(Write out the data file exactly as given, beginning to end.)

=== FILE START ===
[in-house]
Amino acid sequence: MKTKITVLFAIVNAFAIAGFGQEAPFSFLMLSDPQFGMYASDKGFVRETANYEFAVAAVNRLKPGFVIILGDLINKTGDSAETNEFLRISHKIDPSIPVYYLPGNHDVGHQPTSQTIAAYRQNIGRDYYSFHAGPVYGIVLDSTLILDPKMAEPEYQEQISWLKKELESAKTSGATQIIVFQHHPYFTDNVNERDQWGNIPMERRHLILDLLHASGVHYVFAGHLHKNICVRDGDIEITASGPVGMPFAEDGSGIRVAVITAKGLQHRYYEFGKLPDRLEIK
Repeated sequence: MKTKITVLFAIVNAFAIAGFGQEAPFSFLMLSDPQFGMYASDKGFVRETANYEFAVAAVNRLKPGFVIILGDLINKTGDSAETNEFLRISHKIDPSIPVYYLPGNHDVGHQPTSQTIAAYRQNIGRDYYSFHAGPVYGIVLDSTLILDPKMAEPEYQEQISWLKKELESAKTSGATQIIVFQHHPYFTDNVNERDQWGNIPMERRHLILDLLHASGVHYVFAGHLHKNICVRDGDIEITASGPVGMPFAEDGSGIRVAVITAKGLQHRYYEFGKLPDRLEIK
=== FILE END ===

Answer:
[in-house]
Amino acid sequence: MKTKITVLFAIVNAFAIAGFGQEAPFSFLMLSDPQFGMYASDKGFVRETANYEFAVAAVNRLKPGFVIILGDLINKTGDSAETNEFLRISHKIDPSIPVYYLPGNHDVGHQPTSQTIAAYRQNIGRDYYSFHAGPVYGIVLDSTLILDPKMAEPEYQEQISWLKKELESAKTSGATQIIVFQHHPYFTDNVNERDQWGNIPMERRHLILDLLHASGVHYVFAGHLHKNICVRDGDIEITASGPVGMPFAEDGSGIRVAVITAKGLQHRYYEFGKLPDRLEIK
Repeated sequence: MKTKITVLFAIVNAFAIAGFGQEAPFSFLMLSDPQFGMYASDKGFVRETANYEFAVAAVNRLKPGFVIILGDLINKTGDSAETNEFLRISHKIDPSIPVYYLPGNHDVGHQPTSQTIAAYRQNIGRDYYSFHAGPVYGIVLDSTLILDPKMAEPEYQEQISWLKKELESAKTSGATQIIVFQHHPYFTDNVNERDQWGNIPMERRHLILDLLHASGVHYVFAGHLHKNICVRDGDIEITASGPVGMPFAEDGSGIRVAVITAKGLQHRYYEFGKLPDRLEIK